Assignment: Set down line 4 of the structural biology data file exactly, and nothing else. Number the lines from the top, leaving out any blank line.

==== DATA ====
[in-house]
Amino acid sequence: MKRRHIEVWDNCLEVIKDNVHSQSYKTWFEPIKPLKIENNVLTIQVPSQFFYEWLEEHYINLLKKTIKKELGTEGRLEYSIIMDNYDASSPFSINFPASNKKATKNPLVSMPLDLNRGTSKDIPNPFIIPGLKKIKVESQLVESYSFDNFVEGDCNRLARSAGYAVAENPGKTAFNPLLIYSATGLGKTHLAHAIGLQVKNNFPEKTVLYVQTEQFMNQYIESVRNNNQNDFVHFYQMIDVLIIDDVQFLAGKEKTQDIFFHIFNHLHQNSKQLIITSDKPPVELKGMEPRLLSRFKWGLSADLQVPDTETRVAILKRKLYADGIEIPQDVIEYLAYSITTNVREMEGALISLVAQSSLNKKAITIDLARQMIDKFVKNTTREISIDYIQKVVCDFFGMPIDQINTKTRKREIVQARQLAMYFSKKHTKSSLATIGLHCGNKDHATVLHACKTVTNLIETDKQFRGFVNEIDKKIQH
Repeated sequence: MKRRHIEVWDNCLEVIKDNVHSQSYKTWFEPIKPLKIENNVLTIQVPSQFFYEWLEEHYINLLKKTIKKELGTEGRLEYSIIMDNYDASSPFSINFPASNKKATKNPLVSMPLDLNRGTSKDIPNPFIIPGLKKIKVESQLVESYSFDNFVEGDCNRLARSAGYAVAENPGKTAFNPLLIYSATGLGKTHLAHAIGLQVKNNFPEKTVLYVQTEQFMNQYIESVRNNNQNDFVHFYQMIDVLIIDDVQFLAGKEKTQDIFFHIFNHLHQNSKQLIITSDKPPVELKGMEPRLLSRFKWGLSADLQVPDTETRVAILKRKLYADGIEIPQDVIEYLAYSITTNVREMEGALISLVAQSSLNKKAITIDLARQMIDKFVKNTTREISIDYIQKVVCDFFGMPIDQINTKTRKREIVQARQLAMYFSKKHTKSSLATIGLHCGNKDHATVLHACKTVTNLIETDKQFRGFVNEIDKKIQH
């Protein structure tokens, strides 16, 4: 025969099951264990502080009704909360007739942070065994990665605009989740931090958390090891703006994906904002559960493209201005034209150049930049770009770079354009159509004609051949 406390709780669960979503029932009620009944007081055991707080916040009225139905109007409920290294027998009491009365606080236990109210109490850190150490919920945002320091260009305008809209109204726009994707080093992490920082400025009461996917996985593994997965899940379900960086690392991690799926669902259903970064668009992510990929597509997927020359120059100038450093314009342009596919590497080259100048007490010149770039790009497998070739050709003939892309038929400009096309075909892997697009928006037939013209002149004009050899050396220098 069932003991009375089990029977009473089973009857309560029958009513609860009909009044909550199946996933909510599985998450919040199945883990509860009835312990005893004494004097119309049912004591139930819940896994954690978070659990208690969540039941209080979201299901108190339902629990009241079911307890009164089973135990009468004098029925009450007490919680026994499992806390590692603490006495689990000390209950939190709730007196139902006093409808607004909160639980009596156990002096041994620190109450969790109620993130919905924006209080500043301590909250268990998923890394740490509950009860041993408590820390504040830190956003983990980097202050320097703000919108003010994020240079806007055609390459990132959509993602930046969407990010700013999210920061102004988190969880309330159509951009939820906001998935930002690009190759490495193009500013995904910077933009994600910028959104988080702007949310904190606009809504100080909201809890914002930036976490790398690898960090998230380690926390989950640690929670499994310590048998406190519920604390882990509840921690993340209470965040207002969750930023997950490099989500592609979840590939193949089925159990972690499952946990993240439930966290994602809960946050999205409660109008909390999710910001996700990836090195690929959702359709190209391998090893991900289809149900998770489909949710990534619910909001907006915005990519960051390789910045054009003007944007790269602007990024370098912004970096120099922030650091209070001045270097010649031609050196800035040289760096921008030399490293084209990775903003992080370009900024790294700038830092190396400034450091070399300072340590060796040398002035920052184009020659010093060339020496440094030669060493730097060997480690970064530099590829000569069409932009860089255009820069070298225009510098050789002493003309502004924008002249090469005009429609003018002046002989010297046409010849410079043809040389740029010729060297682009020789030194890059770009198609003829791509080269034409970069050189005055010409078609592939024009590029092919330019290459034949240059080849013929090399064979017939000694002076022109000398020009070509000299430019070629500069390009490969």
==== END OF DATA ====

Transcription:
């Protein structure tokens, strides 16, 4: 025969099951264990502080009704909360007739942070065994990665605009989740931090958390090891703006994906904002559960493209201005034209150049930049770009770079354009159509004609051949 406390709780669960979503029932009620009944007081055991707080916040009225139905109007409920290294027998009491009365606080236990109210109490850190150490919920945002320091260009305008809209109204726009994707080093992490920082400025009461996917996985593994997965899940379900960086690392991690799926669902259903970064668009992510990929597509997927020359120059100038450093314009342009596919590497080259100048007490010149770039790009497998070739050709003939892309038929400009096309075909892997697009928006037939013209002149004009050899050396220098 069932003991009375089990029977009473089973009857309560029958009513609860009909009044909550199946996933909510599985998450919040199945883990509860009835312990005893004494004097119309049912004591139930819940896994954690978070659990208690969540039941209080979201299901108190339902629990009241079911307890009164089973135990009468004098029925009450007490919680026994499992806390590692603490006495689990000390209950939190709730007196139902006093409808607004909160639980009596156990002096041994620190109450969790109620993130919905924006209080500043301590909250268990998923890394740490509950009860041993408590820390504040830190956003983990980097202050320097703000919108003010994020240079806007055609390459990132959509993602930046969407990010700013999210920061102004988190969880309330159509951009939820906001998935930002690009190759490495193009500013995904910077933009994600910028959104988080702007949310904190606009809504100080909201809890914002930036976490790398690898960090998230380690926390989950640690929670499994310590048998406190519920604390882990509840921690993340209470965040207002969750930023997950490099989500592609979840590939193949089925159990972690499952946990993240439930966290994602809960946050999205409660109008909390999710910001996700990836090195690929959702359709190209391998090893991900289809149900998770489909949710990534619910909001907006915005990519960051390789910045054009003007944007790269602007990024370098912004970096120099922030650091209070001045270097010649031609050196800035040289760096921008030399490293084209990775903003992080370009900024790294700038830092190396400034450091070399300072340590060796040398002035920052184009020659010093060339020496440094030669060493730097060997480690970064530099590829000569069409932009860089255009820069070298225009510098050789002493003309502004924008002249090469005009429609003018002046002989010297046409010849410079043809040389740029010729060297682009020789030194890059770009198609003829791509080269034409970069050189005055010409078609592939024009590029092919330019290459034949240059080849013929090399064979017939000694002076022109000398020009070509000299430019070629500069390009490969």